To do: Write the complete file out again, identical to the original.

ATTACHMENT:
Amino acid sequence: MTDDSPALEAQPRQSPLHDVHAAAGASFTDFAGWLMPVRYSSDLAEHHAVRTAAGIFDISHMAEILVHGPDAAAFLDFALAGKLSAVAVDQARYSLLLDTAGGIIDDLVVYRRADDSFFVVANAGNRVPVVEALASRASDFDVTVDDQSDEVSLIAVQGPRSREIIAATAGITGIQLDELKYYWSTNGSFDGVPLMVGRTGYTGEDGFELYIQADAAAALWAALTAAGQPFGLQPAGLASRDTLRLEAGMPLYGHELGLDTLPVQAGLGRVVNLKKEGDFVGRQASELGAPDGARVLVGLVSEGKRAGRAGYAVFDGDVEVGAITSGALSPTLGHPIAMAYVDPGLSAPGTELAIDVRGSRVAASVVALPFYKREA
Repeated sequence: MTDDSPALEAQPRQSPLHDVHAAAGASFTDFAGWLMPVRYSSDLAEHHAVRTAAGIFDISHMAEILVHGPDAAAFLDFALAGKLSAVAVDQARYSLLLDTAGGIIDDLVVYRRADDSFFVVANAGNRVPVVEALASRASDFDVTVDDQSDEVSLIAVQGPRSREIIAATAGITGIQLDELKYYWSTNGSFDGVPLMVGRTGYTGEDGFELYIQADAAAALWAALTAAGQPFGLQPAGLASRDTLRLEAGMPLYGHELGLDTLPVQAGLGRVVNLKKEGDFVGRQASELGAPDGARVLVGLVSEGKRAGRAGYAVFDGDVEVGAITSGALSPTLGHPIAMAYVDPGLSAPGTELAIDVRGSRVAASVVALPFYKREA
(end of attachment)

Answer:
Amino acid sequence: MTDDSPALEAQPRQSPLHDVHAAAGASFTDFAGWLMPVRYSSDLAEHHAVRTAAGIFDISHMAEILVHGPDAAAFLDFALAGKLSAVAVDQARYSLLLDTAGGIIDDLVVYRRADDSFFVVANAGNRVPVVEALASRASDFDVTVDDQSDEVSLIAVQGPRSREIIAATAGITGIQLDELKYYWSTNGSFDGVPLMVGRTGYTGEDGFELYIQADAAAALWAALTAAGQPFGLQPAGLASRDTLRLEAGMPLYGHELGLDTLPVQAGLGRVVNLKKEGDFVGRQASELGAPDGARVLVGLVSEGKRAGRAGYAVFDGDVEVGAITSGALSPTLGHPIAMAYVDPGLSAPGTELAIDVRGSRVAASVVALPFYKREA
Repeated sequence: MTDDSPALEAQPRQSPLHDVHAAAGASFTDFAGWLMPVRYSSDLAEHHAVRTAAGIFDISHMAEILVHGPDAAAFLDFALAGKLSAVAVDQARYSLLLDTAGGIIDDLVVYRRADDSFFVVANAGNRVPVVEALASRASDFDVTVDDQSDEVSLIAVQGPRSREIIAATAGITGIQLDELKYYWSTNGSFDGVPLMVGRTGYTGEDGFELYIQADAAAALWAALTAAGQPFGLQPAGLASRDTLRLEAGMPLYGHELGLDTLPVQAGLGRVVNLKKEGDFVGRQASELGAPDGARVLVGLVSEGKRAGRAGYAVFDGDVEVGAITSGALSPTLGHPIAMAYVDPGLSAPGTELAIDVRGSRVAASVVALPFYKREA